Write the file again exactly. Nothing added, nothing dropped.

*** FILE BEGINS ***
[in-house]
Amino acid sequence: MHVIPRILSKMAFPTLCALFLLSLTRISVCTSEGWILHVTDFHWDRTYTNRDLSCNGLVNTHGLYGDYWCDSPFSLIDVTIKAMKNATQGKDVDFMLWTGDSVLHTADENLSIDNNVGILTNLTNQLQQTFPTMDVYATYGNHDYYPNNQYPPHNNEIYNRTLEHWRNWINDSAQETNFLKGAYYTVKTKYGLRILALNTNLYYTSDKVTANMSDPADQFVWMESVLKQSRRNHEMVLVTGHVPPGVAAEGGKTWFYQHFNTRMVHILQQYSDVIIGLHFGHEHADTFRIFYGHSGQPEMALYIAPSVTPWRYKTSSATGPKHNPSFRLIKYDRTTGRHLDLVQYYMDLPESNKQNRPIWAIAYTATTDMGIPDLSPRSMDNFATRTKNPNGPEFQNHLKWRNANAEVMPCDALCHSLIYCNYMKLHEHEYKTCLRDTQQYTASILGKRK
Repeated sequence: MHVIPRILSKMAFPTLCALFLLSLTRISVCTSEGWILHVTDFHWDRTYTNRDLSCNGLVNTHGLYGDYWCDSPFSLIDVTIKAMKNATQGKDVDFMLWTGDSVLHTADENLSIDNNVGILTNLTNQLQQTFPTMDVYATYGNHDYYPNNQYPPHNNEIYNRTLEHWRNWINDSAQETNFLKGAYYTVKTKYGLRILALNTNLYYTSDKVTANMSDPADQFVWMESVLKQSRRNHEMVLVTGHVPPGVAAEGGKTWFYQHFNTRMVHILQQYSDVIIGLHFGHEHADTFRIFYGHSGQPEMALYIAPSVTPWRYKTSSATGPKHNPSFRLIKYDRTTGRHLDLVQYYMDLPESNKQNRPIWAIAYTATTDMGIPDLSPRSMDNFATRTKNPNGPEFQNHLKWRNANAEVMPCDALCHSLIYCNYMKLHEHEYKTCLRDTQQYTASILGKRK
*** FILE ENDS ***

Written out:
[in-house]
Amino acid sequence: MHVIPRILSKMAFPTLCALFLLSLTRISVCTSEGWILHVTDFHWDRTYTNRDLSCNGLVNTHGLYGDYWCDSPFSLIDVTIKAMKNATQGKDVDFMLWTGDSVLHTADENLSIDNNVGILTNLTNQLQQTFPTMDVYATYGNHDYYPNNQYPPHNNEIYNRTLEHWRNWINDSAQETNFLKGAYYTVKTKYGLRILALNTNLYYTSDKVTANMSDPADQFVWMESVLKQSRRNHEMVLVTGHVPPGVAAEGGKTWFYQHFNTRMVHILQQYSDVIIGLHFGHEHADTFRIFYGHSGQPEMALYIAPSVTPWRYKTSSATGPKHNPSFRLIKYDRTTGRHLDLVQYYMDLPESNKQNRPIWAIAYTATTDMGIPDLSPRSMDNFATRTKNPNGPEFQNHLKWRNANAEVMPCDALCHSLIYCNYMKLHEHEYKTCLRDTQQYTASILGKRK
Repeated sequence: MHVIPRILSKMAFPTLCALFLLSLTRISVCTSEGWILHVTDFHWDRTYTNRDLSCNGLVNTHGLYGDYWCDSPFSLIDVTIKAMKNATQGKDVDFMLWTGDSVLHTADENLSIDNNVGILTNLTNQLQQTFPTMDVYATYGNHDYYPNNQYPPHNNEIYNRTLEHWRNWINDSAQETNFLKGAYYTVKTKYGLRILALNTNLYYTSDKVTANMSDPADQFVWMESVLKQSRRNHEMVLVTGHVPPGVAAEGGKTWFYQHFNTRMVHILQQYSDVIIGLHFGHEHADTFRIFYGHSGQPEMALYIAPSVTPWRYKTSSATGPKHNPSFRLIKYDRTTGRHLDLVQYYMDLPESNKQNRPIWAIAYTATTDMGIPDLSPRSMDNFATRTKNPNGPEFQNHLKWRNANAEVMPCDALCHSLIYCNYMKLHEHEYKTCLRDTQQYTASILGKRK